The stockade was built by the negroes belonging to the neighboring farms,
either hired or pressed into sevice by the Confederate authorities to cut
down the immense pine trees growing on the ground intended for the
stockade; and these same trees were then cut into proper lengths and hewn
on the spot, then planted in a ditch dug four feet deep to receive them. 
In this manner was the stockade made.  Before it was completed the
prisoners were forwarded in great numbers, and it being impossible to
keep them in the cars, we had to put them in the completed end of the
stockade and double the guard, our whole force kept ever ready day and
night for the slightest alarm; for at first we only had the shattered
remnants of two regiments, the 26th of Alabama and the 55th of Georgia,
numbering in all, some three hundred and fifty men.  This constituted the
guard.  In about ten days thereafter my regiment, 1st Georgia Reserves,
composed of young boys and old men, (I was not sixteen) just organized,
were sent to take the place of the 26th Alabama and 55th Georgia, so they
could be sent to the front for duty.  In a few days after our arrival the
2d, 3d and 4th Georgia Reserves, all composed of lads and hoary-headed
men, for we were reduced to the strait of "robbing the cradle and the
grave for men to make soldiers", joined us rapidly as they could be
organized.  The author of "Jaunt in the South" says: "When the stockade
was occupied in 1864, there was not a tree nor a blade of grass within
it.  Its reddish sand was entirely barren, and not the smallest particle
of green showed itself.  But now the surface is covered completely with
underbrush; a rich growth of bushes, trees and plants has covered the
entire area, and where before there was a dreary desert, there is now a
wild and luxurious garden."  I have before said the ground was covered
with a pine forest, and the trees were utilized to build the stockade. 
Any one who has traveled south of Macon, GA, knows the pine is abundant,
and in fact, almost the only tree.  In these forests the ground is
covered with wire grass and other grass peculiar to them.


The main reasons for locating the prison at Andersonville after its first
being thought the most secure place in the Confederacy from the Yankee
cavalry raids, was the abundance of water and timber, wherewith to
construct the prison rapidly, and its being the very heart of the grain
growing section of the South, which would make it less inconvenient to
supply with provisions such a vast multitude.


In the summer of 1867 I set out for New York, being resolved to live no
longer in the South where negroes were being placed over us by Yankee
bayonets, and in their vernacular, "de bottom rail was agittin' on de top
er de fence."  I travelled very leisurely and stopped in every city of
any note on my route, and kept eyes and ears wide open to drink in
everything.  I visited the Ohio State Capitol at Columbus, and in the
museum of curiosities were some small paper boxes carefully preserved in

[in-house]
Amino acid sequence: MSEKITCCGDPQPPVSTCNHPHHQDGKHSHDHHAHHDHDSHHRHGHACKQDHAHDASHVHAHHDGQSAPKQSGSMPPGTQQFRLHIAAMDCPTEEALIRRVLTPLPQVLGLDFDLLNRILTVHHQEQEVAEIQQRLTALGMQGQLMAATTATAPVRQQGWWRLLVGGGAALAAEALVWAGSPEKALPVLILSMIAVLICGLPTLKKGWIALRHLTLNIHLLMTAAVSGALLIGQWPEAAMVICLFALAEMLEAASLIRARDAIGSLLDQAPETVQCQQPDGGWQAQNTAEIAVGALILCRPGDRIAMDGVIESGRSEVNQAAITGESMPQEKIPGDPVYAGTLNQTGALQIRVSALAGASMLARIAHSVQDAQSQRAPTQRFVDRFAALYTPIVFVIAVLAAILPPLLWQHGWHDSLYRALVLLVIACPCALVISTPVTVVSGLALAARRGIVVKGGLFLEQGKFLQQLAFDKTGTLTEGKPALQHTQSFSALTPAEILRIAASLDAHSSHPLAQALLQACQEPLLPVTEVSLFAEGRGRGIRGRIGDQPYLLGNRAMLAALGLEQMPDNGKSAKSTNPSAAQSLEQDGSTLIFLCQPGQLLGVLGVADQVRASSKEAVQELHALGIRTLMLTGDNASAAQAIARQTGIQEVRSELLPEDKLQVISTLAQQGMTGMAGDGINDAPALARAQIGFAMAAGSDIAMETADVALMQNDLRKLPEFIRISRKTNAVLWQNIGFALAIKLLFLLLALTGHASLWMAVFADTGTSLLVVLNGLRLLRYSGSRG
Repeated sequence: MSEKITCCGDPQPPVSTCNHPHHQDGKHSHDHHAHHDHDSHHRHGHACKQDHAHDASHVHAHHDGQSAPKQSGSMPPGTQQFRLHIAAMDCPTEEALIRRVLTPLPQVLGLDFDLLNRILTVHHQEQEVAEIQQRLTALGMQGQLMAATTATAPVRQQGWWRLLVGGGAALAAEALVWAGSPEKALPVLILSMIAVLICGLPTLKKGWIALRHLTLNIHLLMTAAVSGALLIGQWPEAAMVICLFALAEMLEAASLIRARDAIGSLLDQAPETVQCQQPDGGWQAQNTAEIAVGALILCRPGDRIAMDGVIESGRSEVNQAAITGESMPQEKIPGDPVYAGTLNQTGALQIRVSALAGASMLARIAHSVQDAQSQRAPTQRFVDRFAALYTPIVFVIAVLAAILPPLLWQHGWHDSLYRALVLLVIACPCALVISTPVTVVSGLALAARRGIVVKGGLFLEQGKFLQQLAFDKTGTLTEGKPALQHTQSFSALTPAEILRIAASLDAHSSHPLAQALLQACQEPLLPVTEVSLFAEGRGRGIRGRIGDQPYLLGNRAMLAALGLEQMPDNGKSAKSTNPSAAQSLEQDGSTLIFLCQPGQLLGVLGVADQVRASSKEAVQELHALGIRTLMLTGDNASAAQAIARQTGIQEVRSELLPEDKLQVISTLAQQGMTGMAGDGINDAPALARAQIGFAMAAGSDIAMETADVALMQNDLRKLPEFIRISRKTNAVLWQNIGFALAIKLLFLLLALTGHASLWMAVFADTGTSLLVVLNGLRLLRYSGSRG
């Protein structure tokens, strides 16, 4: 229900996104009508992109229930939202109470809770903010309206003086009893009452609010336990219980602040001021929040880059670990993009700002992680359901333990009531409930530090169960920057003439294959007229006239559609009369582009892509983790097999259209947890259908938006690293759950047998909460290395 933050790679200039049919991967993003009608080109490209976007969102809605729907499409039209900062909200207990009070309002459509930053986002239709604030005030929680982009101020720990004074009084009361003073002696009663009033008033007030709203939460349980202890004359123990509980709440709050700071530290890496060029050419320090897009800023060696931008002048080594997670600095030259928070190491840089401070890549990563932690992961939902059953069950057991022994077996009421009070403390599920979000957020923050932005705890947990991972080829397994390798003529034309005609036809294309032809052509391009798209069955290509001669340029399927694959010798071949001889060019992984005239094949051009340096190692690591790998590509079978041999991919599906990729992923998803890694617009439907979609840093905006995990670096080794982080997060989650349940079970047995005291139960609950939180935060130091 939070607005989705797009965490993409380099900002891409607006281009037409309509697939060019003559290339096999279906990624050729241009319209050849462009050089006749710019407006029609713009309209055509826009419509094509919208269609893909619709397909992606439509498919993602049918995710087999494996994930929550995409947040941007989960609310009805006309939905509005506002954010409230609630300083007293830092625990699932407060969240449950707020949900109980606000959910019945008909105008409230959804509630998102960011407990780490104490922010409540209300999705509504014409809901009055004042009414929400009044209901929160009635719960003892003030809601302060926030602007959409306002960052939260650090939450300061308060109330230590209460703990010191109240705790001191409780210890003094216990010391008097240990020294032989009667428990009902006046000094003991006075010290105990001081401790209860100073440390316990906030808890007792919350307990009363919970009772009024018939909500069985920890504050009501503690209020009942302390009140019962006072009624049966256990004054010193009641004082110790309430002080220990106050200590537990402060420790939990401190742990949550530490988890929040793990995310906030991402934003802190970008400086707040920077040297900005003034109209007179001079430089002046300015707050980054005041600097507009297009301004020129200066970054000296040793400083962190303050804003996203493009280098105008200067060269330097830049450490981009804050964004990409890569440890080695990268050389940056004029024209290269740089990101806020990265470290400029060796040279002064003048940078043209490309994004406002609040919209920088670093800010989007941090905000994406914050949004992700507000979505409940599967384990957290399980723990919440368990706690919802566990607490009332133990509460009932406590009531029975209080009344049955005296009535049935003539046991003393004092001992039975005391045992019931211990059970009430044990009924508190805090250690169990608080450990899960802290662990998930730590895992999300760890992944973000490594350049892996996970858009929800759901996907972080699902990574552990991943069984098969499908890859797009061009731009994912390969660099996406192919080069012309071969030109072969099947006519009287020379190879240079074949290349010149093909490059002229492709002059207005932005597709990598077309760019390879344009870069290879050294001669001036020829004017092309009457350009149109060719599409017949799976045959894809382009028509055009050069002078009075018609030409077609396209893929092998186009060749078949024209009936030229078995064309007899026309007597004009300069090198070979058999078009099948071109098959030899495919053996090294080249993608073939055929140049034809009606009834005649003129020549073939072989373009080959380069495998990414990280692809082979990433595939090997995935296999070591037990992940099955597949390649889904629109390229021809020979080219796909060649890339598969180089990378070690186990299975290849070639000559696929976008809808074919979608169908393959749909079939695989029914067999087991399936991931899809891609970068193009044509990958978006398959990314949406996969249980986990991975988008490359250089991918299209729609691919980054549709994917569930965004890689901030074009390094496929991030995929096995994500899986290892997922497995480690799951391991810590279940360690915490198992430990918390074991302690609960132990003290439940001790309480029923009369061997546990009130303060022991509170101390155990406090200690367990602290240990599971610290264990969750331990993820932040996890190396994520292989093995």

a glass case, containing what purported to be the exact quality and
quatity of ration issued per diem at Andersonville.  In one box was about
a pint of coarse unbolted meal, and in another about one table-spoonful
of rice, and still another box with about two table-spoons of black peas;
and in a tiny little box was about one-eighth of a tea-spoonful of salt. 
Underneath it is all explained, and says among other things: "When rice
was given the peas were withheld, but when they had no rice this kind of
peas were given instead."  It is needless to say how my blood boiled at
this atrocious, malicious and damnably false exhibition.  No wonder the
hatred of the North is kept alive, and the bloody chasm continually
widened by such wicked and uncharitable displays as this in one of the
largest and most enlightened States in the Union.


I was for three months a clerk in the commissary department at
Andersonville, and it was my business to weigh out rations to the guards
and prisoners alike, and I solemnly assert that the prisoners got ounce
for ounce and pound for pound of just the same quantity and quality of
food as did the guards.  The State authorities of Ohio ought to blush at
thus traducing  and slandering a fallen foe, and never in the first
instance to have placed on exhibition for preservation as truth this
fabrication of partisan hate.  No Andersonville prisoner, unless he were
lost to all sense of honor and shame, could make such a statement as that
the rations were no more than the specimens shown.


It has been charged as a crying shame upon the Confederacy by ignorant
humanitarians that the South might at least have given the prisoners
wheat bread occasionally; that they rarely ate corn bread in their own
land, and that the bread we issued was made of meal so coarse and
unsifted that it caused dysentery, thereby largely increasing the
mortality.  It is well known now that the South depends very largely, and
with shame I confess it, on the West for her bread and bacon, and the
cotton belt proper makes but little pretensions of raising wheat, for the
climate is said is unsuited; so that the region round about
Andersonville, being in the very heart of the cotton-growing section of
Georgia, such a thing as feeding prisoners on flour was impossible, and
the little flour that was obtained as tithes (one-tenth of all the crops
raised was required by our Government) was devoted entirely to the use of
the hospital.  Not only was this true of the territory immediately
surrounding Andersonville, but of the whole South.  Our armies were
unsupplied with flour, and perhaps not one family in fifty throughout the
whole land enjoyed that luxury.  The guards ate the same bread, or rather
meal; the bread eaten by the prisoners being baked by the regular bakers
(prisoners detailed for that purpose), while the guards did their own